Highlights of Thailand, Part 4: Railay Beach – One of the Most Beautiful Places on Earth

I know there are a lot of amazing sights in this world, and I’ve had the privilege of seeing many of them. One place that is now definitely on my list of “most amazing sights” is Railay peninsula, located on the eastern shore of the Andaman Sea, about 80 kilometers straight east of Phuket. Phuket is probably the most well-known resort and beach location in Thailand, but we decided to go to a bit quieter area. My nephew and his wife had visited here about a year earlier, and based on their recommendation we decided to make the Railay beaches home for a few days.


My wife and son upon our arrival at Railay peninsula. Typical long boat transportation to/from the peninsula is right behind them.

What a good choice! The peninsula (with its beautiful beaches) is isolated from the mainland due to rugged terrain and high cliffs and is accessible only by boat.


A view overlooking Railay peninsula. West Railay Beach is in the distance and East Railay Beach is in the foreground. (Phra Nang Beach, shown below, is to the left and not visible). This view required a very steep, short hike.

There are several hotels on both West and East Railay beach, and some guest houses hidden up in the hills. We decided to stay in a pretty nice resort on West Railay Beach, and we were glad we did.


Our bungalow on West Railay Beach.


Our hotel’s pool, overlooking West Railay Beach.


There are lots of restaurants near the beaches.

The setting was gorgeous – a wide crescent shaped sandy beach with high cliffs at either end. Walking paths take you across the peninsula and up into the cliffs.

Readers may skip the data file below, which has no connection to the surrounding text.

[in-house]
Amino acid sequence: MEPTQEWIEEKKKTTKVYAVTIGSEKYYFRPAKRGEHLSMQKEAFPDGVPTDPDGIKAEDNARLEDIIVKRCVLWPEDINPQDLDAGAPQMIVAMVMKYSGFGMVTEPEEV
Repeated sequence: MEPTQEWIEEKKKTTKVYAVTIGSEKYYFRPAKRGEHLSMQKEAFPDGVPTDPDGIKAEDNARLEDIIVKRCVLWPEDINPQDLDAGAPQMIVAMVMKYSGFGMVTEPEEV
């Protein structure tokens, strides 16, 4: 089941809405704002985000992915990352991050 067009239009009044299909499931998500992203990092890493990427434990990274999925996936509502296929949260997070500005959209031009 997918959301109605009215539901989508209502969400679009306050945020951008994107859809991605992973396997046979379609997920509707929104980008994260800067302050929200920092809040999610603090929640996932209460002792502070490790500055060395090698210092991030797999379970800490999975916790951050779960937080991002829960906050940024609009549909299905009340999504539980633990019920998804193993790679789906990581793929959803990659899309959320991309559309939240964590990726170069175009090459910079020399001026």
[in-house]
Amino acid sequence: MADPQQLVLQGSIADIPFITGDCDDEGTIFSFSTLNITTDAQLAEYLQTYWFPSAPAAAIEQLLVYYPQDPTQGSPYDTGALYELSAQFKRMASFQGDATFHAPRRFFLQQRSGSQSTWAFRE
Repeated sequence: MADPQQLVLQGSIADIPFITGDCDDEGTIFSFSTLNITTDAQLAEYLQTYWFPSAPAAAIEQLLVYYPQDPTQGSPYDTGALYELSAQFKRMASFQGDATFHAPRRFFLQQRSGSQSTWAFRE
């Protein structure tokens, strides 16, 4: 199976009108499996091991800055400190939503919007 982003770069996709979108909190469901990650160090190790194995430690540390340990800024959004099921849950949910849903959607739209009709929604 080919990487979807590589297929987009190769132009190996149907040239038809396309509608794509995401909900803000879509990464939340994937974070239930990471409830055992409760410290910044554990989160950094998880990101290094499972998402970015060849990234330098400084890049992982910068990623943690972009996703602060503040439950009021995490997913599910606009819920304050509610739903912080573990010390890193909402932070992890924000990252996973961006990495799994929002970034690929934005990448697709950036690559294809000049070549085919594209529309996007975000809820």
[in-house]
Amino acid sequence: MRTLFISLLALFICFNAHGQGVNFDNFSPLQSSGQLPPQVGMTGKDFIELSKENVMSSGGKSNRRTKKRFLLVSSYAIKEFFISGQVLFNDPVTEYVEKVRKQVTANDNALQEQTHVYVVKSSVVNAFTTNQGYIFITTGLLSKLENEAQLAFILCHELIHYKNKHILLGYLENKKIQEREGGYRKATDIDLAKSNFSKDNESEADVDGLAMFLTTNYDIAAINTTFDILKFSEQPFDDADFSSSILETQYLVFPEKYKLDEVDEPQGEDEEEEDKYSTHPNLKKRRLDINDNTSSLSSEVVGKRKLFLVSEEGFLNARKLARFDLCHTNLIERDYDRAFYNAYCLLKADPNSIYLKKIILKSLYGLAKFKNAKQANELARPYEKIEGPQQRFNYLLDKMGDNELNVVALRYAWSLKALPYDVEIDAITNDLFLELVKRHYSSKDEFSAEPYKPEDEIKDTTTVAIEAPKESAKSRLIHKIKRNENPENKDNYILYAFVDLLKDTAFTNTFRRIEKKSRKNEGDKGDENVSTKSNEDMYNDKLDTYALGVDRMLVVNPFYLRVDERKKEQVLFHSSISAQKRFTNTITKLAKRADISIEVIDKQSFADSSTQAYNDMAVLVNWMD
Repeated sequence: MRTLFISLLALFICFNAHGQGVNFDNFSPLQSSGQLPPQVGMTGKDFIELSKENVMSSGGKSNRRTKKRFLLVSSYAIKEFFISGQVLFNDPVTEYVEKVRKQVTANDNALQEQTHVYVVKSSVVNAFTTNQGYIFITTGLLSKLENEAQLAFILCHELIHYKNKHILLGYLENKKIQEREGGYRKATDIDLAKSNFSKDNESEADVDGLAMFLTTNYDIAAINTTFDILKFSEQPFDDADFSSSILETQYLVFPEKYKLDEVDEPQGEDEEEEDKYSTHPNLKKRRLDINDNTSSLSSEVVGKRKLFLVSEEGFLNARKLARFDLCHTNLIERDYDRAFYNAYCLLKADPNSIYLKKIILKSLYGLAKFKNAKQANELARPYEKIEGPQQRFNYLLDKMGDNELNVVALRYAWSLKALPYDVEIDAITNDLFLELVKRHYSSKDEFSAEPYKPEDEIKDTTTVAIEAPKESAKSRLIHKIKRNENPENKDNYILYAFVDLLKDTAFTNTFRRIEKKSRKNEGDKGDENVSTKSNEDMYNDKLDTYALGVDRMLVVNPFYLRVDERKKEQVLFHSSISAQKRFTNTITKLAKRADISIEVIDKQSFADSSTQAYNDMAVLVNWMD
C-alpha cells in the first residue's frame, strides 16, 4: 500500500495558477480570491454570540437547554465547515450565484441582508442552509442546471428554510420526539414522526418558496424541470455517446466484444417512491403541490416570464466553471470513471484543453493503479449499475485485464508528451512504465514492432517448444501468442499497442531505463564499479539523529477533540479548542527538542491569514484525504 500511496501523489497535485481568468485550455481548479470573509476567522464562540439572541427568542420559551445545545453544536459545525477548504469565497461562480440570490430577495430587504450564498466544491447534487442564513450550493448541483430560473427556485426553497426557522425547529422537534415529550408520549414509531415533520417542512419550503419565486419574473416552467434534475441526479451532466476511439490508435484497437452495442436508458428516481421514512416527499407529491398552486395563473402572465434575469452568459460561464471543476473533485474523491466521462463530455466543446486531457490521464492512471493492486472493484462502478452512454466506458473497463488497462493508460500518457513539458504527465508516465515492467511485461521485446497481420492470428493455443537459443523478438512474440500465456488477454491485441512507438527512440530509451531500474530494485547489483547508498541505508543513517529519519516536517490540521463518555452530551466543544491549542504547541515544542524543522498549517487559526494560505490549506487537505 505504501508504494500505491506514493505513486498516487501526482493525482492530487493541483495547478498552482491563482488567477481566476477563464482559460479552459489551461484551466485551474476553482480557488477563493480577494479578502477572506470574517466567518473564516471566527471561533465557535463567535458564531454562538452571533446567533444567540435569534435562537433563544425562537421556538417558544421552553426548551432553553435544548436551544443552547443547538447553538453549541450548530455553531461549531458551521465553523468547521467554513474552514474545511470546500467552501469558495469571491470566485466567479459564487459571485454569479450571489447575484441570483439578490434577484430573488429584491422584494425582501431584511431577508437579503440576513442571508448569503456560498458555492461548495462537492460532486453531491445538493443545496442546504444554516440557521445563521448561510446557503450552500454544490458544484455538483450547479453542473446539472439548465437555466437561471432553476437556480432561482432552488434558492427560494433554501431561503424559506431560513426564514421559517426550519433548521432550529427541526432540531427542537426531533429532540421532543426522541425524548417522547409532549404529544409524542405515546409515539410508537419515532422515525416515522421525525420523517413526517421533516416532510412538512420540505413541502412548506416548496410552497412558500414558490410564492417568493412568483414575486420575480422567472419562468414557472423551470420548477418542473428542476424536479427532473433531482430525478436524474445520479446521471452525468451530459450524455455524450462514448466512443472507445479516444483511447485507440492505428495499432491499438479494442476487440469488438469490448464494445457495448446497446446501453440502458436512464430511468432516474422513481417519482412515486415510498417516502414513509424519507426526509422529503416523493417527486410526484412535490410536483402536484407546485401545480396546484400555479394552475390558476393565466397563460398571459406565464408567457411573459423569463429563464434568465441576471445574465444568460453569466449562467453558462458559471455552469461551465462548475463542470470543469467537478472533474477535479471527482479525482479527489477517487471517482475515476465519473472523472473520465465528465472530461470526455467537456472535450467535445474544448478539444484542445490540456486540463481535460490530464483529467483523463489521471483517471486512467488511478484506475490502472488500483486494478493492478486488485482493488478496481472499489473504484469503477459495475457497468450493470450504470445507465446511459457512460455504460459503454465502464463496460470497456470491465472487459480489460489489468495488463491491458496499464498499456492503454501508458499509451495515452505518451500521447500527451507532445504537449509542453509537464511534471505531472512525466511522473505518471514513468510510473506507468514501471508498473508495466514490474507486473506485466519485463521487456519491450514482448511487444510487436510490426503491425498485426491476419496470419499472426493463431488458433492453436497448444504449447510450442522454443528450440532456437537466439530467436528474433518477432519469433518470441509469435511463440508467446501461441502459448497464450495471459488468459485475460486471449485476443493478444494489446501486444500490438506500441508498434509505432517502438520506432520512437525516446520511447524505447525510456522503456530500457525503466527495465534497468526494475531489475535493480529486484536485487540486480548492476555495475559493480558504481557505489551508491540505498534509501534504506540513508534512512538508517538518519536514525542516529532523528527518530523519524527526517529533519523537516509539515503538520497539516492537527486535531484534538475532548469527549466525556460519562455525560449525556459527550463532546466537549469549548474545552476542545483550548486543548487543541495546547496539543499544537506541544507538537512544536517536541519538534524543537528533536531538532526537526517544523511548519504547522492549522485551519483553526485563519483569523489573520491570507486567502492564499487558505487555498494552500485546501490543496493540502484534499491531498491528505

An early morning view of one end of West Railay Beach.


An early morning view of the other end of West Railay Beach.

There are lots of things to do here. You can spend your whole time blissfully on the Railay beaches, at your hotel pool, or hiking into the nearby cliffs and caves.


A view of Phra Nang Beach, on the southern end of Railay peninsula, from some overhanging cliffs – a surreal spot.


Sunset at Phra Nang Beach


Near West Railay Beach there is a more rustic spot with backpackers.

Additionally day trips via boat take you to islands around the area. One day tour (on a speed boat) took us to a few other islands and included time for lounging and snorkeling. Hong Island was a favorite stop, with another stunning beach, and the island is a national park.


The beach on Hong Island. A photo does not do justice to the beauty of this spot.


A remnant on Hong Island of the huge Tsunami that devastated much of the region on December 26th, 2004.


A stop for snorkeling on our speed boat day tour.


Another stop on our speed boat tour, Koh Phak Bia island.

On another day we took a ferry to Phi Phi island. It is a pretty large ferry (foot traffic only), and is slow.


A beach on Phi Phi island.

Phi Phi Island is a tourist hotspot because it is close to Maya Beach, the famed filming location for the 2000 movie The Beach with Leonardo DiCaprio.

Railay Beach was our last stop in Thailand. On our final morning we took a long boat back to Ao Nammao pier, then a taxi to the Krabi airport (which we had prearranged) and then a flight from Krabi to Bangkok and another flight to Phnom Penh, Cambodia (our next destination).

If you get the opportunity, do NOT miss this part of Thailand.

Getting There:

From Chiang Mai, we took a direct flight to Krabi, the gateway to many beach destinations. From Krabi, we took a taxi to Ao Nammao pier, a tiny port where you then take a long boat with your luggage (about a 15-minute ride) to East Railay Beach. It is then a short walk across the peninsula to West Railay Beach. Alternatively, you can take a taxi from the Krabi airport to Ao Nang, and get a long boat from there to West Railay. Ao Nang is a little busier port.

It is wise to prearrange your taxi back to Krabi airport, which can be done at Ao Nammao pier upon arrival from the aiport. Also note that long boats require a minimum number of passengers to depart from Railay Beach or you will have to pay the equivalent fare of a full boat. Allow yourself plenty of time for the travel logistics to catch your flight.